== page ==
Montreal clings on to 20th spot in the Index and is the sole North American representative. It’s no secret that the city has led the continent for a couple of decades, building cycle tracks long before any other city had even thought about it.
The Plateau borough has led the way in recent years with clear political vision. The modal share there, in North America’s most densely populated neighbourhood is now in double digits.
The rest of the city is slowly but surely following suit. The greatest challenges are upgrading the outdated bi-directional system and planning an intelligent network. Politician Marc-André Gadoury is leading the charge with an infrastructure project featuring Best Practice cycle tracks in Rosemont and Mayor Denis Coderre is beginning to put some action behind his words.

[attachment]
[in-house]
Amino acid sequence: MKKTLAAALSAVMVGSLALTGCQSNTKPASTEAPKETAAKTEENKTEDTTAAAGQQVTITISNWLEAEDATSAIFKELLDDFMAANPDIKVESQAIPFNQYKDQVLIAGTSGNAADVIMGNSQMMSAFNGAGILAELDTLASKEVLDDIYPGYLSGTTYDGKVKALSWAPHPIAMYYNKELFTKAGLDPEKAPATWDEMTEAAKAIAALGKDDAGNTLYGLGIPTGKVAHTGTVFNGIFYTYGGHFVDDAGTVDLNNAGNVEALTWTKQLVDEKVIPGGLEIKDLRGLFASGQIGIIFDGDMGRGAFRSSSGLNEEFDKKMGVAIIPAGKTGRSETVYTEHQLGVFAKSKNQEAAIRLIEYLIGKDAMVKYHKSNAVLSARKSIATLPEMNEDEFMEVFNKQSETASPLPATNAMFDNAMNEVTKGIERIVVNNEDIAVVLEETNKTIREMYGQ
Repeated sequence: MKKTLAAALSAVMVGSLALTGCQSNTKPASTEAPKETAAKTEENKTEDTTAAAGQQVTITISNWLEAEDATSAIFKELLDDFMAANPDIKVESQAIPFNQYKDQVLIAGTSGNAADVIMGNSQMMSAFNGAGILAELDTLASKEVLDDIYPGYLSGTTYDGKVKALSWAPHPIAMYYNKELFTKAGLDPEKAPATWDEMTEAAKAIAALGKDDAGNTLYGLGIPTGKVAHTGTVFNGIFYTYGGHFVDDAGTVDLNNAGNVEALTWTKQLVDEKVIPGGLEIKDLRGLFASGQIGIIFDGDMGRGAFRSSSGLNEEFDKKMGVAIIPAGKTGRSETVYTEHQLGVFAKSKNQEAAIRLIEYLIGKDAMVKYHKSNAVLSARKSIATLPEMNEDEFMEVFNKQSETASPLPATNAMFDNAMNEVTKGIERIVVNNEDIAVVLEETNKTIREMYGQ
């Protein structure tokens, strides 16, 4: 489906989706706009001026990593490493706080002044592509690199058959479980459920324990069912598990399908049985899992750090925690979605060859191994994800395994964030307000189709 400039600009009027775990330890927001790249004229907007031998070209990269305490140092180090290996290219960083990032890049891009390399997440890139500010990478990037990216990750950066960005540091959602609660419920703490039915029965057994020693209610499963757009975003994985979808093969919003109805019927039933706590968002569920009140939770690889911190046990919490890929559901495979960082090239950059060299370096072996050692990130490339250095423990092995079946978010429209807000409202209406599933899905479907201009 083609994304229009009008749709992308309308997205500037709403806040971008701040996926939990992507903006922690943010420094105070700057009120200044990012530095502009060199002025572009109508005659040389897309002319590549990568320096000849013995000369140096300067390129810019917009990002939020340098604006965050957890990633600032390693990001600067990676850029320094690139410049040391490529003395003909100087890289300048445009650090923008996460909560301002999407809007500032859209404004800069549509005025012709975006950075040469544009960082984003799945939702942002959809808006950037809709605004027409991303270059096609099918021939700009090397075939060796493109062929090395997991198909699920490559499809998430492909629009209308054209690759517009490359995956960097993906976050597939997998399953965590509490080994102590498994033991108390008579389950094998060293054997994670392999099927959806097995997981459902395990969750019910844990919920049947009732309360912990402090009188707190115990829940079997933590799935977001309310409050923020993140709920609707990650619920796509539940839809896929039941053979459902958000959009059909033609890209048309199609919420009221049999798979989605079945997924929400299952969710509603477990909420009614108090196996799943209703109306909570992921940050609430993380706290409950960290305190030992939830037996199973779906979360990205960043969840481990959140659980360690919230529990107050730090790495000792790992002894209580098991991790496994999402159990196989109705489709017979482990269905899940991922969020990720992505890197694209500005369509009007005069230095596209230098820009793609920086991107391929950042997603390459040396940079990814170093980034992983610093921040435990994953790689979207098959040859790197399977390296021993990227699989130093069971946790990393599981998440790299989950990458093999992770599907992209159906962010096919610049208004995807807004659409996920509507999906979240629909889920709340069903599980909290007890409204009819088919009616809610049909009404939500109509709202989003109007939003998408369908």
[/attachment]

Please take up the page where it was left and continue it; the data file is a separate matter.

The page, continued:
The city is improving at gathering data and using it wisely and new infrastructure is being built. The city’s bike share system still plays an integral role.
For the past two Indexes, Montreal balances delicately on the 20th spot. It doesn’t take much to slip. Especially given the competition rising fast in both Canada and the US.Whether Montreal is still on the list in 2019 is entirely up to them.
Far too many streets in the city are still unsafe. Cyclists are herded down streets which get congested between spring and fall, instead of planning infrastructure along all of the city’s main corridors. With such an impressive starting point, it is time for Montreal to prove their worth. The introduction of Best Practice infrastructure is welcome but it needs to become the standard for bicycle planning from now on.
And why isn't the bike share system open year round?